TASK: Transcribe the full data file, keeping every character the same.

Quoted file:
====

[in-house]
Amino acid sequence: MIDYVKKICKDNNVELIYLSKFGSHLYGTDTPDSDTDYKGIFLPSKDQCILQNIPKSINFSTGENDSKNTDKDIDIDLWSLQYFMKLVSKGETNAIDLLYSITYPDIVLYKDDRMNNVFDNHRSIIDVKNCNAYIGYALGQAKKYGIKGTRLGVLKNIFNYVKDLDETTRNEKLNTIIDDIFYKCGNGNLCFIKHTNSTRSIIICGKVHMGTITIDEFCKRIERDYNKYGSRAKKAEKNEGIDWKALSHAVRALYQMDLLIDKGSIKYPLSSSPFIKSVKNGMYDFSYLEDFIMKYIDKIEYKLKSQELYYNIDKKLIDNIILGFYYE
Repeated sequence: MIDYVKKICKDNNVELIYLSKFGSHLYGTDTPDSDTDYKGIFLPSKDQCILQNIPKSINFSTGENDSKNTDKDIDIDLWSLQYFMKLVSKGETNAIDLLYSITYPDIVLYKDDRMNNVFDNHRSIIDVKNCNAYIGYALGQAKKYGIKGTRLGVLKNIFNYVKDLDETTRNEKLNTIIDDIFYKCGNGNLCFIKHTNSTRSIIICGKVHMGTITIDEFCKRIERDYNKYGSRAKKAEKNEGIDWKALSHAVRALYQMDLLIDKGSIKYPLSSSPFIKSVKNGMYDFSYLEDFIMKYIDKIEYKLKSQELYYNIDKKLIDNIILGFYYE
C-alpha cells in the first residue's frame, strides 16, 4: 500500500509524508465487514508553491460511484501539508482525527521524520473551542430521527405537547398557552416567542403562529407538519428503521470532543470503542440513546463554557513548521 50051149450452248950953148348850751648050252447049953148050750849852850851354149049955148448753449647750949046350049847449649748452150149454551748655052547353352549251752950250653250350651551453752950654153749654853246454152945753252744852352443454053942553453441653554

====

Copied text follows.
[in-house]
Amino acid sequence: MIDYVKKICKDNNVELIYLSKFGSHLYGTDTPDSDTDYKGIFLPSKDQCILQNIPKSINFSTGENDSKNTDKDIDIDLWSLQYFMKLVSKGETNAIDLLYSITYPDIVLYKDDRMNNVFDNHRSIIDVKNCNAYIGYALGQAKKYGIKGTRLGVLKNIFNYVKDLDETTRNEKLNTIIDDIFYKCGNGNLCFIKHTNSTRSIIICGKVHMGTITIDEFCKRIERDYNKYGSRAKKAEKNEGIDWKALSHAVRALYQMDLLIDKGSIKYPLSSSPFIKSVKNGMYDFSYLEDFIMKYIDKIEYKLKSQELYYNIDKKLIDNIILGFYYE
Repeated sequence: MIDYVKKICKDNNVELIYLSKFGSHLYGTDTPDSDTDYKGIFLPSKDQCILQNIPKSINFSTGENDSKNTDKDIDIDLWSLQYFMKLVSKGETNAIDLLYSITYPDIVLYKDDRMNNVFDNHRSIIDVKNCNAYIGYALGQAKKYGIKGTRLGVLKNIFNYVKDLDETTRNEKLNTIIDDIFYKCGNGNLCFIKHTNSTRSIIICGKVHMGTITIDEFCKRIERDYNKYGSRAKKAEKNEGIDWKALSHAVRALYQMDLLIDKGSIKYPLSSSPFIKSVKNGMYDFSYLEDFIMKYIDKIEYKLKSQELYYNIDKKLIDNIILGFYYE
C-alpha cells in the first residue's frame, strides 16, 4: 500500500509524508465487514508553491460511484501539508482525527521524520473551542430521527405537547398557552416567542403562529407538519428503521470532543470503542440513546463554557513548521 50051149450452248950953148348850751648050252447049953148050750849852850851354149049955148448753449647750949046350049847449649748452150149454551748655052547353352549251752950250653250350651551453752950654153749654853246454152945753252744852352443454053942553453441653554